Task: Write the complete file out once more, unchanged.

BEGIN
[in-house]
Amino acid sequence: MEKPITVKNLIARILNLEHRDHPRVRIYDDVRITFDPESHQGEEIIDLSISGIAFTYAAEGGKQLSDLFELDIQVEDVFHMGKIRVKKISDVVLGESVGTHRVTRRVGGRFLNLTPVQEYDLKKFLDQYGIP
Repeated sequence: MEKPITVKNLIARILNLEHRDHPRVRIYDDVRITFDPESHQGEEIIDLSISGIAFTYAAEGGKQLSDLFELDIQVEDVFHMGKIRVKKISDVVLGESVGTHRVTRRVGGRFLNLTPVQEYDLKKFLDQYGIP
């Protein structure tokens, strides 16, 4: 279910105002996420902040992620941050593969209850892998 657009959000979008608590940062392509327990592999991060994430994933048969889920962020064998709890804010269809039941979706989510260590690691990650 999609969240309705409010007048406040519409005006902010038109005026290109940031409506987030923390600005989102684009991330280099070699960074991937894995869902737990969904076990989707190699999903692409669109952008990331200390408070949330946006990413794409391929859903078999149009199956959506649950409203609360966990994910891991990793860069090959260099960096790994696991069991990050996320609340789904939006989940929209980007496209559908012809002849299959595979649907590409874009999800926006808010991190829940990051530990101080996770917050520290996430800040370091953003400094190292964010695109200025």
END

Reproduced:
[in-house]
Amino acid sequence: MEKPITVKNLIARILNLEHRDHPRVRIYDDVRITFDPESHQGEEIIDLSISGIAFTYAAEGGKQLSDLFELDIQVEDVFHMGKIRVKKISDVVLGESVGTHRVTRRVGGRFLNLTPVQEYDLKKFLDQYGIP
Repeated sequence: MEKPITVKNLIARILNLEHRDHPRVRIYDDVRITFDPESHQGEEIIDLSISGIAFTYAAEGGKQLSDLFELDIQVEDVFHMGKIRVKKISDVVLGESVGTHRVTRRVGGRFLNLTPVQEYDLKKFLDQYGIP
């Protein structure tokens, strides 16, 4: 279910105002996420902040992620941050593969209850892998 657009959000979008608590940062392509327990592999991060994430994933048969889920962020064998709890804010269809039941979706989510260590690691990650 999609969240309705409010007048406040519409005006902010038109005026290109940031409506987030923390600005989102684009991330280099070699960074991937894995869902737990969904076990989707190699999903692409669109952008990331200390408070949330946006990413794409391929859903078999149009199956959506649950409203609360966990994910891991990793860069090959260099960096790994696991069991990050996320609340789904939006989940929209980007496209559908012809002849299959595979649907590409874009999800926006808010991190829940990051530990101080996770917050520290996430800040370091953003400094190292964010695109200025």